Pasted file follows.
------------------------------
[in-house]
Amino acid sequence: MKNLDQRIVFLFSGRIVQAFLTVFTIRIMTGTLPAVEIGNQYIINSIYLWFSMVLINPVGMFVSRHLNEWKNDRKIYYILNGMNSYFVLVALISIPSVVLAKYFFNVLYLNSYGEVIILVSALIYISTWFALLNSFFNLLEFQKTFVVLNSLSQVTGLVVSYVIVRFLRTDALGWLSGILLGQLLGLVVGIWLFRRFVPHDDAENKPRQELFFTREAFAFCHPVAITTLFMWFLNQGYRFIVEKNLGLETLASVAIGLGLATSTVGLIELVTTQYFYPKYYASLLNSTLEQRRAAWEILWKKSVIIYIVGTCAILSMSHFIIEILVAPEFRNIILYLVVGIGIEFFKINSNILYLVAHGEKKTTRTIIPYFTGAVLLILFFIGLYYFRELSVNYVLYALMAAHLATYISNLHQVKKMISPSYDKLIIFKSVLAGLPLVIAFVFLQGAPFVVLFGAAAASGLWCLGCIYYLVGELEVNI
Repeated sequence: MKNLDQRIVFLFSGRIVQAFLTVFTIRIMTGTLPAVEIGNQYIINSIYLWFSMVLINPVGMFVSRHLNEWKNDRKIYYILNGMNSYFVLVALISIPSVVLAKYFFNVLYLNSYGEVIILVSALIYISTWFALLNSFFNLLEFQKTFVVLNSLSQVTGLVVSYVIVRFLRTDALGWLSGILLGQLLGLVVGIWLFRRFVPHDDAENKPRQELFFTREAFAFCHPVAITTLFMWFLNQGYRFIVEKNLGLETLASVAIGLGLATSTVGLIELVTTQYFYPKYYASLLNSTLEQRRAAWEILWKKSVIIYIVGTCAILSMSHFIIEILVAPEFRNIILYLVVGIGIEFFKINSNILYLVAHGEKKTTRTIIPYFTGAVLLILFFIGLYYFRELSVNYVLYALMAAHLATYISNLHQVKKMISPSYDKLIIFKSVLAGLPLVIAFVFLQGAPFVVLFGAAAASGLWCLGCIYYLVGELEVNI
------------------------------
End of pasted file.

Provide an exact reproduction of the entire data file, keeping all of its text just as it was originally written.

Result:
[in-house]
Amino acid sequence: MKNLDQRIVFLFSGRIVQAFLTVFTIRIMTGTLPAVEIGNQYIINSIYLWFSMVLINPVGMFVSRHLNEWKNDRKIYYILNGMNSYFVLVALISIPSVVLAKYFFNVLYLNSYGEVIILVSALIYISTWFALLNSFFNLLEFQKTFVVLNSLSQVTGLVVSYVIVRFLRTDALGWLSGILLGQLLGLVVGIWLFRRFVPHDDAENKPRQELFFTREAFAFCHPVAITTLFMWFLNQGYRFIVEKNLGLETLASVAIGLGLATSTVGLIELVTTQYFYPKYYASLLNSTLEQRRAAWEILWKKSVIIYIVGTCAILSMSHFIIEILVAPEFRNIILYLVVGIGIEFFKINSNILYLVAHGEKKTTRTIIPYFTGAVLLILFFIGLYYFRELSVNYVLYALMAAHLATYISNLHQVKKMISPSYDKLIIFKSVLAGLPLVIAFVFLQGAPFVVLFGAAAASGLWCLGCIYYLVGELEVNI
Repeated sequence: MKNLDQRIVFLFSGRIVQAFLTVFTIRIMTGTLPAVEIGNQYIINSIYLWFSMVLINPVGMFVSRHLNEWKNDRKIYYILNGMNSYFVLVALISIPSVVLAKYFFNVLYLNSYGEVIILVSALIYISTWFALLNSFFNLLEFQKTFVVLNSLSQVTGLVVSYVIVRFLRTDALGWLSGILLGQLLGLVVGIWLFRRFVPHDDAENKPRQELFFTREAFAFCHPVAITTLFMWFLNQGYRFIVEKNLGLETLASVAIGLGLATSTVGLIELVTTQYFYPKYYASLLNSTLEQRRAAWEILWKKSVIIYIVGTCAILSMSHFIIEILVAPEFRNIILYLVVGIGIEFFKINSNILYLVAHGEKKTTRTIIPYFTGAVLLILFFIGLYYFRELSVNYVLYALMAAHLATYISNLHQVKKMISPSYDKLIIFKSVLAGLPLVIAFVFLQGAPFVVLFGAAAASGLWCLGCIYYLVGELEVNI